Tips For Finding Your Lost Dog
The first thing to do when searching for a lost dog is to confirm that your dog is actually lost. Dogs, especially curious breeds, can easily find an interesting place in your backyard to investigate for quite some time. Often no amount of calling your dog's name will distract him from finding out what exactly is moving under that bucket by the fence. Search every corner of your residence before venturing out looking for your lost dog.
Once you've determined that your dog has definitely left your residence, don't pack up the whole family in an effort to search for the dog. Often dogs will return soon after their departure. You'll want someone at home to contact the others in the event that your dog wanders back home soon after the search party leaves.
Dogs usually don't go far. They're curious animals that like to look and sniff around. It's more likely for a dog to be a few blocks away than a few miles away. So stick close to home for the first part of your search. Be sure to check all the streets in your neighborhood. Talking to other dog owners you see is a good idea as either their dog or the owner himself might have seen your dog. It's more likely that a dog owner will notice a wandering dog than someone who is not a dog lover.
When searching the neighborhood, be sure to call your dog's name. Your dog can hear you from a great distance. Your dog might be in between houses or behind bushes. Don't rely on just your eyes for finding your dog. If you own a dog whistle or any device that makes a loud noise, it can be used to attract your dog's attention. If you own other dogs, they might be helpful in finding your lost dog. Bring them along for the search so they can alert you if they smell or see something of interest.
Once you've exhausted your physical search, it's time to post lost dog posters. Don't just put the posters on your street; post them at the entrance of your neighborhood and in places people frequent. Community mailboxes are also a good place to post your lost dog poster. People often recognize a lost dog poster when they see one. Although it's important for your poster to be marked with "LOST DOG," it could be more important to emphasise your dog's breed and colour. Keep the information simple. Someone who might have found your dog doesn't need to know your dog's favorite food or whether it is spayed or neutered. Name, breed and color are really the only things that someone needs to know when looking for a lost dog. Provide your contact information on the poster; provide your phone number, but not your name or address.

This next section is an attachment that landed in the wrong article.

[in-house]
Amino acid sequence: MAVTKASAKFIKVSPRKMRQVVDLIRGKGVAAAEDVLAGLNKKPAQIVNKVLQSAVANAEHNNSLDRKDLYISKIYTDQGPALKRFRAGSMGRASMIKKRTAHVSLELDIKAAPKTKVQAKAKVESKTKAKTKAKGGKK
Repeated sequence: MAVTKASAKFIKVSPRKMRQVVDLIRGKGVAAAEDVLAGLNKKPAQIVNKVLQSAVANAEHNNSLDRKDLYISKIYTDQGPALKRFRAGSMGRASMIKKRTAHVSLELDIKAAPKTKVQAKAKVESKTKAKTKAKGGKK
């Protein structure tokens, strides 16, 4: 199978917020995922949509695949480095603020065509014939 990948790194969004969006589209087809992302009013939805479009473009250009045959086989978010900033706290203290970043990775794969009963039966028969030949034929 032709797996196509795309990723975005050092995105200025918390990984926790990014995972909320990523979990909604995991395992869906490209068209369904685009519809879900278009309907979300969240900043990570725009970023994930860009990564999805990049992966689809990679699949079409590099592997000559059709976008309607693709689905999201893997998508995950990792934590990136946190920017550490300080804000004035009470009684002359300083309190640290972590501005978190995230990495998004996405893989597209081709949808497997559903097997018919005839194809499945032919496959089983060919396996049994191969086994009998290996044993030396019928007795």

Be sure to call your local veterinary offices and animal emergency clinics to see if anyone has brought in a lost dog. Give them information about your lost dog and take them a poster if you can.
Be sure to visit your local animal control, humane societies, and animal shelters to look for your lost dog. It's quite possible that your pet could end up there and describing your dog over the phone isn't enough to find out of he has been taken in. Again, leave a lost dog poster at these locations so employees can contact you should your dog show up.
Be sure to check the newspaper's classifieds section for Found Pets. These ads usually change daily, so you should check them each day. If your newspaper has a web site, see if you can search these listings online.
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